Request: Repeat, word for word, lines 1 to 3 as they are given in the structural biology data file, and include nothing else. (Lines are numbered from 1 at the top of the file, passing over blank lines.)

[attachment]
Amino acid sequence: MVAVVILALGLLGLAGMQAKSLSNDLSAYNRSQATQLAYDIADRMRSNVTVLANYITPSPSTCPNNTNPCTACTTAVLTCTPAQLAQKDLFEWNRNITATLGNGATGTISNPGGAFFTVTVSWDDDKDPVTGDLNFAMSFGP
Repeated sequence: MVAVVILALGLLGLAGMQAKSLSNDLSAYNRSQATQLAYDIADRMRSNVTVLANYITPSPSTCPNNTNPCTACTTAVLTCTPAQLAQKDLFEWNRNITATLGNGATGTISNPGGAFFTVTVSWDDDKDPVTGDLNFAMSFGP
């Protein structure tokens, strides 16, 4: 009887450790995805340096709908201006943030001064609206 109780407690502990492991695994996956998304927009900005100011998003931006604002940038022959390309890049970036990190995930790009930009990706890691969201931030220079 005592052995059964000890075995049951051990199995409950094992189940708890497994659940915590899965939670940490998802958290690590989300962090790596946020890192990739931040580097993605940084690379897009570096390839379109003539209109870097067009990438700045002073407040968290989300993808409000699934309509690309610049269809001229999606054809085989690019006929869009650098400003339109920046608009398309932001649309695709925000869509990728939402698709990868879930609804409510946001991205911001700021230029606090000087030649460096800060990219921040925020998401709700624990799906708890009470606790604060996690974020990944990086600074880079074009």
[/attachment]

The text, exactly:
Amino acid sequence: MVAVVILALGLLGLAGMQAKSLSNDLSAYNRSQATQLAYDIADRMRSNVTVLANYITPSPSTCPNNTNPCTACTTAVLTCTPAQLAQKDLFEWNRNITATLGNGATGTISNPGGAFFTVTVSWDDDKDPVTGDLNFAMSFGP
Repeated sequence: MVAVVILALGLLGLAGMQAKSLSNDLSAYNRSQATQLAYDIADRMRSNVTVLANYITPSPSTCPNNTNPCTACTTAVLTCTPAQLAQKDLFEWNRNITATLGNGATGTISNPGGAFFTVTVSWDDDKDPVTGDLNFAMSFGP
């Protein structure tokens, strides 16, 4: 009887450790995805340096709908201006943030001064609206 109780407690502990492991695994996956998304927009900005100011998003931006604002940038022959390309890049970036990190995930790009930009990706890691969201931030220079 005592052995059964000890075995049951051990199995409950094992189940708890497994659940915590899965939670940490998802958290690590989300962090790596946020890192990739931040580097993605940084690379897009570096390839379109003539209109870097067009990438700045002073407040968290989300993808409000699934309509690309610049269809001229999606054809085989690019006929869009650098400003339109920046608009398309932001649309695709925000869509990728939402698709990868879930609804409510946001991205911001700021230029606090000087030649460096800060990219921040925020998401709700624990799906708890009470606790604060996690974020990944990086600074880079074009």